Bethe Correia Apologizes to Ronda Rousey for Suicide Remark

Bethe Correia has apologized to UFC bantamweight champion Ronda Rousey for some recent trash talk that referenced suicide. 

Given that Rousey‘s father committed suicide when Rousey was eight years old, Correia‘s comment was, at best, very poorly worded. At worst, the remark was incredibly malicious, a dirty piece of self-promotion that hit far below the belt.

Following a predictable backlash to the comment from many including Rousey herself, Correia took to Twitter Thursday to ask for Rousey‘s forgiveness and to claim that she was not aware of Ron Rousey‘s suicide.

Rousey and Correia are scheduled to fight August 1 at UFC 190 in Brazil.

Correia made her original comments Wednesday to Brazil-based combat sports website Combate (translation h/t to MMA Mania). Her reference to suicide came at the end of a longer rant against Rousey, saying that she hoped Rousey “does not kill herself” after their fight.

I want to humiliate her and show the word she has no MMA. She is focused on movies, books. I am much stronger, I come from a developing country, where people are struggling to survive, not to starve. It is very different from her life of reality. Under pressure, she is proving weak. When her mom put pressure on her, she ran away from home. When she lost, it was because of drugs. That’s not a superhero. She is not mentally healthy, she needs to take care of herself. She is winning, so everybody is around her cheering her up, but when she realizes she is not everything that she believes she is, I don’t know what might happen. I hope she does not kill herself later on.

Neither fighter is a stranger to dishing out insensitive trash talk. 

Correia has repeatedly taken personal shots at Rousey, taunting the champion about her previous struggles with drug abuse and calling Rouseyselfish.”

The latest comment may make a sympathetic figure out of Rousey, who is notoriously quick to anger over and slow to forgive all slights, real and perceived. She refused to shake hands with rival Miesha Tate after beating Tate for a second time (and belittling Tate for much of the time leading up to their rematch). She has also repeatedly flung performance-enhancing drug allegations at potential rival Cristiane “Cyborg” Justino, despite there being no evidence of such usage since Justino failed a drug test back in 2011.

Rousey has also referred to Justino using the “it” pronoun

Rousey is heavily favored to successfully defend her title against Correia.

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UFC Fight Night 67: Where Does Carlos Condit Fit in the New Welterweight Class?

It feels as though Carlos Condit has been gone for years.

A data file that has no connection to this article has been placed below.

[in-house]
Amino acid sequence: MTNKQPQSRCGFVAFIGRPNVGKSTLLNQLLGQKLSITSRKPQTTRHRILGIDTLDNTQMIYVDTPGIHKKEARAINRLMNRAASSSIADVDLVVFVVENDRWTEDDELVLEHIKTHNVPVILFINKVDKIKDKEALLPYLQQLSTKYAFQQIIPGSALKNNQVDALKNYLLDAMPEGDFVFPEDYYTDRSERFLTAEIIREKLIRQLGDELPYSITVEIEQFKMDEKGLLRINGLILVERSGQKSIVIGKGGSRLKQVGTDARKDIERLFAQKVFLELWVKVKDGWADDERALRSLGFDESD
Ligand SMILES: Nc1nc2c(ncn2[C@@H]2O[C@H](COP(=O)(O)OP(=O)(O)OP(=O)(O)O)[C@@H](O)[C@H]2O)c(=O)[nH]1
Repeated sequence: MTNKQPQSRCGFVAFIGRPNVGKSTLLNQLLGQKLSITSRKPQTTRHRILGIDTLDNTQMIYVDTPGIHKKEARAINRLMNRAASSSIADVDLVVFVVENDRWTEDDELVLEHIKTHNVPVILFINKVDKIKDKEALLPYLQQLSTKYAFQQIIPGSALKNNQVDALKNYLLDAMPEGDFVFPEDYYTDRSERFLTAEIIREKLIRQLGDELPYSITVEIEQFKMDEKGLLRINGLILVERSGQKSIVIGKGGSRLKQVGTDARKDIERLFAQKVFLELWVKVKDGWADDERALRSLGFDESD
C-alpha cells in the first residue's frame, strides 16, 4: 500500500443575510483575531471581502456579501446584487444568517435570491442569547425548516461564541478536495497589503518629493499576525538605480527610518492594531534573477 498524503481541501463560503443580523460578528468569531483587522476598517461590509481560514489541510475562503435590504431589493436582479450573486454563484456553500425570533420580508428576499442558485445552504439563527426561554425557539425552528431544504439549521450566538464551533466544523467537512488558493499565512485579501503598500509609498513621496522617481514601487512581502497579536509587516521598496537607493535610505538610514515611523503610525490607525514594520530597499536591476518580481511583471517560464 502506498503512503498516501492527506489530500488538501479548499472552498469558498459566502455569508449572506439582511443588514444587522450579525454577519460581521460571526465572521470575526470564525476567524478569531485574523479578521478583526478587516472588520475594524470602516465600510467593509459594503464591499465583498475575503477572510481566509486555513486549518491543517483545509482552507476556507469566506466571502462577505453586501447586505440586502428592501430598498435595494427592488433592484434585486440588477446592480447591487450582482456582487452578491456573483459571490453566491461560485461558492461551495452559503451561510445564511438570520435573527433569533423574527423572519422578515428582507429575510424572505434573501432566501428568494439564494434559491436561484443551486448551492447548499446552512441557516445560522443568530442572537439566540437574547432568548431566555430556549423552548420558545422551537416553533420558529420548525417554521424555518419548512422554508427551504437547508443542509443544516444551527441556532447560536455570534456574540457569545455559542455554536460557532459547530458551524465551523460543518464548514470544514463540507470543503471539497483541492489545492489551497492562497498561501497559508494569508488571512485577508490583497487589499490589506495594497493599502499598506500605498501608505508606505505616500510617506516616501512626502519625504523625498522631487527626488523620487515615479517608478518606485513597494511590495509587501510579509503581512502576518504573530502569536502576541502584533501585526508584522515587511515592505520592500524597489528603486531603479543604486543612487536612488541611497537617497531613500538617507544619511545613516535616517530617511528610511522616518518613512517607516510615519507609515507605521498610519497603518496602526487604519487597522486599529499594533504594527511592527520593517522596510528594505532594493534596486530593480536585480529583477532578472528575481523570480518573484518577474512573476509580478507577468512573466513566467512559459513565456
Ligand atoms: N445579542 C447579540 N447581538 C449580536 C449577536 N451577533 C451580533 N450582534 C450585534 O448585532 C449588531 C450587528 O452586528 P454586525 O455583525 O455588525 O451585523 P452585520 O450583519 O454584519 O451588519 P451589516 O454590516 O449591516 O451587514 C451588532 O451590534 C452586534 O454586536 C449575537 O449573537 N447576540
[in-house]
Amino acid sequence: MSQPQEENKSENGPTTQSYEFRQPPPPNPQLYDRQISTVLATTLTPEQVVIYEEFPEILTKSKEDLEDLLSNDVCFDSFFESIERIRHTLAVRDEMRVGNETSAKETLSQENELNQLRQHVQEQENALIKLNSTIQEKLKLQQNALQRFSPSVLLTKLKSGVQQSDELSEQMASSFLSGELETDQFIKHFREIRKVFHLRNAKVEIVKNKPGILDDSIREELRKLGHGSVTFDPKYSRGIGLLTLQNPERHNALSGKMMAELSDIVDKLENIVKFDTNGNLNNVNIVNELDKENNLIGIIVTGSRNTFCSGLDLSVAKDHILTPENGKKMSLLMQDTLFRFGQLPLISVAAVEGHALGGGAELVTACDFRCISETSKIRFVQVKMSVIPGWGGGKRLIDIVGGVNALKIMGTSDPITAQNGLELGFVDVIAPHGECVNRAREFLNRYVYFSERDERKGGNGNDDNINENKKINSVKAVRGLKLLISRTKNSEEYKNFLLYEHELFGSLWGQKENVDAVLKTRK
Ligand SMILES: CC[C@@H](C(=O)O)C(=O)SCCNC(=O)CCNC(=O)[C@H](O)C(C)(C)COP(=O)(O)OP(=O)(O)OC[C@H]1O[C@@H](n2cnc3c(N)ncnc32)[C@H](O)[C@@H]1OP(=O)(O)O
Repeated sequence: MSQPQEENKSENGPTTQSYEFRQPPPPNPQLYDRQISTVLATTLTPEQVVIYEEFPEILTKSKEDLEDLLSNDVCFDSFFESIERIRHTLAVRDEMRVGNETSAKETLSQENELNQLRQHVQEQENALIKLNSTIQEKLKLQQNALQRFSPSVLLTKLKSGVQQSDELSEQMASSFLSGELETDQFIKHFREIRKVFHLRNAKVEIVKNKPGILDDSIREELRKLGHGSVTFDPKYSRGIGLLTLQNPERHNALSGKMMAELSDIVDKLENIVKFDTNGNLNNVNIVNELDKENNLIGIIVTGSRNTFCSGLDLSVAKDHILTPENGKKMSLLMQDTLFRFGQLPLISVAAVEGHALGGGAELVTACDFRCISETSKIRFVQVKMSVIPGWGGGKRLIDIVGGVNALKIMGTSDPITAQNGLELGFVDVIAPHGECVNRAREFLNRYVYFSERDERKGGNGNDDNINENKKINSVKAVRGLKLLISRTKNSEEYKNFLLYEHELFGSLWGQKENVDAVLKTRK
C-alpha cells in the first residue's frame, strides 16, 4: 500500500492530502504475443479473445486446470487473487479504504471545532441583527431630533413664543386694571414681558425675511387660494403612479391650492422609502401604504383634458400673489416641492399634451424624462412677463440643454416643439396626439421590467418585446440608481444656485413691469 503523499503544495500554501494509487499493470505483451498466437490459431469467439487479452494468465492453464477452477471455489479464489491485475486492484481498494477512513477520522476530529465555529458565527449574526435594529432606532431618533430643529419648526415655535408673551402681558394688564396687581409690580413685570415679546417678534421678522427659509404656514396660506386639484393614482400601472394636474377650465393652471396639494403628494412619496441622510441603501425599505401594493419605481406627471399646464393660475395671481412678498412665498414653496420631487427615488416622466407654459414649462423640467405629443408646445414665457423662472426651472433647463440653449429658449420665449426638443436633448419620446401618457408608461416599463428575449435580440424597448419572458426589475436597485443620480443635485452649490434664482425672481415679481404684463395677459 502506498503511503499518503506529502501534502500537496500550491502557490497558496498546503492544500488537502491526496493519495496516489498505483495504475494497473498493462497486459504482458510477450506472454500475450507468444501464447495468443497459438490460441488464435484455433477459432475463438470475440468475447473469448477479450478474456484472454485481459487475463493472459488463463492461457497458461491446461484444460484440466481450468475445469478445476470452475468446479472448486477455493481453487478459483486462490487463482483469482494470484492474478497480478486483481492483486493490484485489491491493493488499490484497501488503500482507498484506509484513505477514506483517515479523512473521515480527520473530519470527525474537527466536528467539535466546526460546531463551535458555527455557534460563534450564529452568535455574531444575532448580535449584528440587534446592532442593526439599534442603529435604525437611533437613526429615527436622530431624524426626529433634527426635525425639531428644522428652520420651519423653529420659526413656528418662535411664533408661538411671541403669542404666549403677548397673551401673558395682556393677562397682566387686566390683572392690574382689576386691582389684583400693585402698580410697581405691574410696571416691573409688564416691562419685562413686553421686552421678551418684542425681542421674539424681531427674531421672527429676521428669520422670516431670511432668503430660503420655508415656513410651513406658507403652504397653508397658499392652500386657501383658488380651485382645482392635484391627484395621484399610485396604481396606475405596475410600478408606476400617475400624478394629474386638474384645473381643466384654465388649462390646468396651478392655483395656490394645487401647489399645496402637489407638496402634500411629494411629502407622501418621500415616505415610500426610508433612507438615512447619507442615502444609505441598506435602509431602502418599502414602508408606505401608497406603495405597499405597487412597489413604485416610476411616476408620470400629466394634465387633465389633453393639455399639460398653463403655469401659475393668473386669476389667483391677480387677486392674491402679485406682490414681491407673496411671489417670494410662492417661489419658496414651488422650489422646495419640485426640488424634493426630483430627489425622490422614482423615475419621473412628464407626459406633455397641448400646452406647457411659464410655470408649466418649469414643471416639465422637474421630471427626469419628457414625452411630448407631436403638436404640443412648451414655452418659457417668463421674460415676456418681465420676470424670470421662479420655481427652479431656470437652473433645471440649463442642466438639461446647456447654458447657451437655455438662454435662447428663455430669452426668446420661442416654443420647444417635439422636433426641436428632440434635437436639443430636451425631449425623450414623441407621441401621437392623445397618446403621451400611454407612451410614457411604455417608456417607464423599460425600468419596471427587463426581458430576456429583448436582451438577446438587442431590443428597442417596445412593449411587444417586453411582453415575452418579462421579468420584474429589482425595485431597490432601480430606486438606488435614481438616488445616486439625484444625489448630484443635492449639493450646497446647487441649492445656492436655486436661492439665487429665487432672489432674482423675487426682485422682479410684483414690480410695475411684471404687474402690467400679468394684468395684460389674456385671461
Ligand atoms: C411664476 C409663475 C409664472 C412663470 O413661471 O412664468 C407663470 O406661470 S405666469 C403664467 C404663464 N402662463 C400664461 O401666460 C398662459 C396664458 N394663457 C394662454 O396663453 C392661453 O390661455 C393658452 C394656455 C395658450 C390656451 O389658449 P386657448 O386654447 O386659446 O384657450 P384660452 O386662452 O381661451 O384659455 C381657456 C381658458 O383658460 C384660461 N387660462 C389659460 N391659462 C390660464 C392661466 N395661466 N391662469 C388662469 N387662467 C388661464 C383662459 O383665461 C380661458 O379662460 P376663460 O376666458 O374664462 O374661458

In truth, it’s only been 14 months, but so much wholesale change has occurred in his absence that, when Condit returns on Saturday to take on Thiago Alves at UFC Fight Night 67, it’ll be to a welterweight division where anything seems possible.

Last we saw the Natural Born Killer, he blew out his knee in the second round of a bout against Tyron Woodley at UFC 171. That was March 15 of last year, on the same fight card where Johny Hendricks edged Robbie Lawler to seize control of the 170-pound title recently vacated by Georges St-Pierre.

Remember that? Barely? Sounds like ancient history, right?

Turns out, the post-GSP era has been a rough ride for several of the UFC’s top welterweights.

For starters, Condit’s injury let a lot of the air out of Woodley’s victory over him. Woodley lost his next fight to Rory MacDonald and has been in rebuilding mode ever since. So far, so good, with back-to-back victories over Dong Hyun Kim and Kelvin Gastelum, but he’s still not knocking on the door of a title shot.

Meanwhile, Hendricks tore his biceps at UFC 171 and—after his own rehab stint—promptly lost the championship in a rematch with Lawler at UFC 181. He rebounded to defeat Matt Brown three months later but now has to wait for Lawler to fight MacDonald in July before he can move any further up the ranks.

End result: Condit re-enters a wide-open division this weekend, somehow only 31 years old and still No. 4 on the UFC’s official rankings. Not too shabby, all things considered.

Alves doesn’t necessarily shape up as the sort of opponent who can help his standing much, but Condit definitely needs a win here if he wants to keep himself ensconced among the 170-pound Top Five.

“I think that this definitely solidifies my spot as a contender,” he told MMAjunkie radio this week. “Thiago’s not ranked really high right now, but it’s only because he was out with injuries for a long time. He’s without a doubt one of the top guys in the division. A win over him is going to put me in the running for a title shot soon.”

Somehow also just 31 years old, Alves missed more than two years owing to a litany of injuries and rehab efforts. He returned last April with a decision win over Seth Baczynski, but then missed another 13 months before notching a second-round TKO of Jordan Mein.

But that Mein win now looks better on paper for Alves than it did in practice. The Brazilian endured a tough first round at the hands of the 25-year-old upstart before stunning him with a body kick early in the second stanza. He’ll roll into this meeting against Condit slotted at No. 12, and with a lot to gain if he can defy the 2-1 odds against him, according to Odds Shark.

And perhaps that’s sort of what makes this fight so interesting. Here we have two former top fighters—Alves faced St-Pierre for the title at UFC 100, Condit has been WEC champion and UFC interim champ—both theoretically still in the thick of their athletic primes.

Yet we don’t really know what to expect from either of them.

Things had not been going particularly well for Condit even before his injury. Counting the Woodley loss—and he was losing, right up to the moment the knee want kablammo—he’s just 1-3 dating back to November 2012. There are people who would tell you he also lost his previous fight to Nick Diaz at UFC 143, but that’s a different column for a different day.